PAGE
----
Warning: contains spoilers for Line of Duty series 6 episode 5
The pause button really came into its own in this week’s Line of Duty instalment, which was even more packed than usual with references to the past. It saw the return of Patrick Fairbank, and the new arrival of a potential ‘H’ candidate played by Jimmy Nesbitt, plus a cliffhanger that threatened the end of DI Kate Fleming (see below for more on that). On top of all that, it turned out that Jo Davidson being related to Tommy Hunter wasn’t the worst of her DNA revelations; her family history is a sad one indeed. After reading our weekly episode review, dig in to the theories and questions below.
What do “runs of homozygosity” mean for Jo Davidson’s DNA?
That she’s a product of incest. The forensic results show that Jo inherited the same DNA sequence for a gene from both her biological father and biological mother, indicating that they were related. We know that Jo is a blood relative of Tommy Hunter, but we don’t know if he’s her brother, father, uncle or cousin. As Jo’s biological parents were related to each other, he could actually be any combination of the above, though as there’s just a 13 year age difference between them, father seems less likely.
We know that Tommy was a paedophile who sexually abused boys at Sands View Children’s Home. Did he also sexually abuse and impregnate a sister, resulting in Jo’s birth? The existence of Tommy’s son Darren Hunter, shows that he did father at least one biological child with a woman. Or could Jo have been the product of incestuous sexual abuse between Tommy’s father and his sister?
Who is Marcus Thurwell?
Only mentioned by name back in series three, Thurwell is a retired officer who’s just shot to the top of the list of suspects for “The Fourth Man”, or the bent copper previously known as H. As seen in police record photographs, he’s played by Jimmy Nesbitt, who’ll presumably be making a proper appearance in the final two episodes of series six. (Nesbitt, incidentally, is also the star of Chris Brandon’s Belfast-set crime drama Bloodlands, produced by Line of Duty creator Jed Mercurio.)
Marcus Thurwell was a DCI at South Ferry Station (Danny Waldron’s former place of work) when he took early retirement aged 40 in 2005, having joined Central Police in 1984, aged 19. He’s currently thought to be living/on the run in Spain. In 1998, Thurwell was the senior investigating officer on the case of Oliver Stephens Lloyd, a social worker who was murdered but whose death was recorded as suicide. Stephens Lloyd was pursuing allegations of child sexual abuse by residents at Sands View children’s home at the time of his murder, and was killed for his silence by the OCG, which was running the child sex abuse ring that included politician Dale Roach, senior police officer Patrick Fairbank and OCG leader Tommy Hunter. Thurwell is suspected of having covered up the murder on behalf of the OCG.
Thurwell, along with current Chief Constable Philip Osborne, and imprisoned former Det Supt Ian Buckells, was part of the team investigating the 2003 death of Christopher Lawrence, a young black architect who died of his injuries after being hit on the head with a lead pipe in a racist attack by a gang of white youths. Taken into custody for erratic behaviour following the attack, Christopher was racially mocked by police officers, not given medical treatment, possibly attacked further by the officers, and died in his cell. One of the white youths identified by anonymous witnesses as having attacked Christopher was Darren Hunter, son of OCG-leader Tommy Hunter. It’s thought that Hunter bribed Thurwell and/or Osborne and/or Buckells to suppress the investigation into his son’s involvement.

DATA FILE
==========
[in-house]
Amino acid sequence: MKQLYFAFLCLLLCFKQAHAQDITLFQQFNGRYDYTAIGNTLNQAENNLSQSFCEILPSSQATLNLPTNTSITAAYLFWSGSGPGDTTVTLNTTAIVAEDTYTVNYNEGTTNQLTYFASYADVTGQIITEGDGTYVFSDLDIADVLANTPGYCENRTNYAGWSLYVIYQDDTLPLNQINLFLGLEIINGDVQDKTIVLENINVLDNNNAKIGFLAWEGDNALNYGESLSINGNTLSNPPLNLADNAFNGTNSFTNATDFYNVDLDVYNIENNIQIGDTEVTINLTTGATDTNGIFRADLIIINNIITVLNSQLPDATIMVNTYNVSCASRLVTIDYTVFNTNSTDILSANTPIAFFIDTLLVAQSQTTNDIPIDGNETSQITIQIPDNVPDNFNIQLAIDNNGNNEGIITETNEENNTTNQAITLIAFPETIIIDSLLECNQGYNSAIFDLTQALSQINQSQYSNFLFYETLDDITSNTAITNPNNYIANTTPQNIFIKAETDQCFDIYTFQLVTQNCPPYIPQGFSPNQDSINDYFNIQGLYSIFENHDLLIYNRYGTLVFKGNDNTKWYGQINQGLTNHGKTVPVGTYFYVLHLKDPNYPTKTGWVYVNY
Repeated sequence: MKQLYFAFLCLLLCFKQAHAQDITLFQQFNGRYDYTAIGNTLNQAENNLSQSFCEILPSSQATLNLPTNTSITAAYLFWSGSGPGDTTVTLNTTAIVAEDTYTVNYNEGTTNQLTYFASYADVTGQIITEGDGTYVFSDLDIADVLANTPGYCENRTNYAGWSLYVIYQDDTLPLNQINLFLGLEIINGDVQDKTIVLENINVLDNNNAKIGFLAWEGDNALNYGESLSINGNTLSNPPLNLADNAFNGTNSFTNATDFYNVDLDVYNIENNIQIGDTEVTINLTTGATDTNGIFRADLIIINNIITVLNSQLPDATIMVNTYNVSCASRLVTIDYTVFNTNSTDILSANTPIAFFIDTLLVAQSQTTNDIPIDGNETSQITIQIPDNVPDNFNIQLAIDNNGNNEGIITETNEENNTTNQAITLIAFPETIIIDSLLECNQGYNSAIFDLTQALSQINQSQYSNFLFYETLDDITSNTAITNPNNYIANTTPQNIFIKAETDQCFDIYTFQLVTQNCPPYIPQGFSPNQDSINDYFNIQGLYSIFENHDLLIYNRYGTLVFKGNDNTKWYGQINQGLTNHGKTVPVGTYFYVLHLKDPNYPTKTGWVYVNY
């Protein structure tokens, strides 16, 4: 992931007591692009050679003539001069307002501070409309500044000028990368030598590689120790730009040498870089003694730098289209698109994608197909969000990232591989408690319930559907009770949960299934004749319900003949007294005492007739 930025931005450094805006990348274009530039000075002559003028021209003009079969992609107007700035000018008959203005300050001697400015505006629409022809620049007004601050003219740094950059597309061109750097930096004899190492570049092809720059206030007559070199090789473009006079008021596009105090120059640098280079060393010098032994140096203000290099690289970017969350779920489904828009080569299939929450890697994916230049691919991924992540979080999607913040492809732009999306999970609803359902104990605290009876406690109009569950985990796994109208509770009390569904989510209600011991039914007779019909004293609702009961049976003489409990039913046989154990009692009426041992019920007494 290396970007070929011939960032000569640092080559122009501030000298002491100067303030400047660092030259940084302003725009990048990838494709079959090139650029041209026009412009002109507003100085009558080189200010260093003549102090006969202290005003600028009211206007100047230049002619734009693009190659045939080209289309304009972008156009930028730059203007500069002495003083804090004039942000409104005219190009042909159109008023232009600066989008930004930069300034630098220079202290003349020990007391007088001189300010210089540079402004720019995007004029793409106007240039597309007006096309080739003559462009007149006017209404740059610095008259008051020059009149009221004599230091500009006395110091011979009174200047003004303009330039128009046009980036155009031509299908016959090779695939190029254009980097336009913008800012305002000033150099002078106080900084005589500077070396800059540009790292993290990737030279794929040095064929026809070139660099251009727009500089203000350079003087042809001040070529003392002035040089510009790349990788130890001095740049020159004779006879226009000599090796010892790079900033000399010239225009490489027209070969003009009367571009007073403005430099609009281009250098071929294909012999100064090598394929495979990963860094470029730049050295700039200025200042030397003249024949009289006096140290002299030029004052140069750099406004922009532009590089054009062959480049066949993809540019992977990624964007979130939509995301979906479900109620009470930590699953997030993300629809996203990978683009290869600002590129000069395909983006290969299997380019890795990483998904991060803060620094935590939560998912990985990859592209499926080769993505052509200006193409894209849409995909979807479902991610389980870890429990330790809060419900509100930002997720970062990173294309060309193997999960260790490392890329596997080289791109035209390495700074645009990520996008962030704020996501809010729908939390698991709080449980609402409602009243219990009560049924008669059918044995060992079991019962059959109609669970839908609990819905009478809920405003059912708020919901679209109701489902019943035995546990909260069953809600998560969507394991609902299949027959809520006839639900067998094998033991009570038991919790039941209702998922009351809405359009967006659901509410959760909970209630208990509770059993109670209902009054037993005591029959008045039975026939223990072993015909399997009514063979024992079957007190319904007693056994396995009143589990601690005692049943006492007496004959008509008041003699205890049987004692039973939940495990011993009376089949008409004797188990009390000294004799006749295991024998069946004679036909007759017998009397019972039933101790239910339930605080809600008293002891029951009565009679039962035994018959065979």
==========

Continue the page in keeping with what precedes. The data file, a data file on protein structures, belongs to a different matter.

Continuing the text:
Is Kate dead?
If you’d rather be held in suspense, move along now, but there’s pretty conclusive evidence that we know the answer to this. It’s all down to the series six trailer, which shows that Kate survived the shoot-out with Ryan. Right at the start, there’s a scene of Kate raising a firearm and shouting “Armed police!” immediately followed by a shot of the lorry park in which a body is visible on the ground, in the right position and angle for where Ryan, and not Kate, was standing. Then at 0:40, there’s dialogue between Jo and Kate, wearing the same clothes as they wore in the shoot-out scene, which we haven’t yet seen. And finally, at 0:44, Jo and Kate emerge from a car with their hands up. It looks like Kate made it this time, but who knows what the final two episodes will bring.
Who gave the order to kill Gail Vella and why?
It was either Marcus Thurwell, CC Osborne or Buckells, all of whom stood to benefit from her murder, but signs currently point to Thurwell, who appears to be running the OCG remotely from Spain and is suspect number one for H/The Fourth Man. Vella was investigating the death of Lawrence Christopher in 2003 (see above) and had likely discovered that the corrupt officers who deliberately botched that investigation to protect the son of OCG leader Tommy Hunter, were the same officers who covered up the murder of social worker Oliver Stephens Lloyd in 1998, to cover up the Sands View child sex abuse ring. Vella was on Thurwell and Osborne’s trail, piecing together the long history of involvement between corrupt officers and organised crime, and she was about to expose it all on a podcast. The day before Vella was due to interview Patrick Fairbank, the senior officer in prison for child sex offences at Sands View, she was murdered.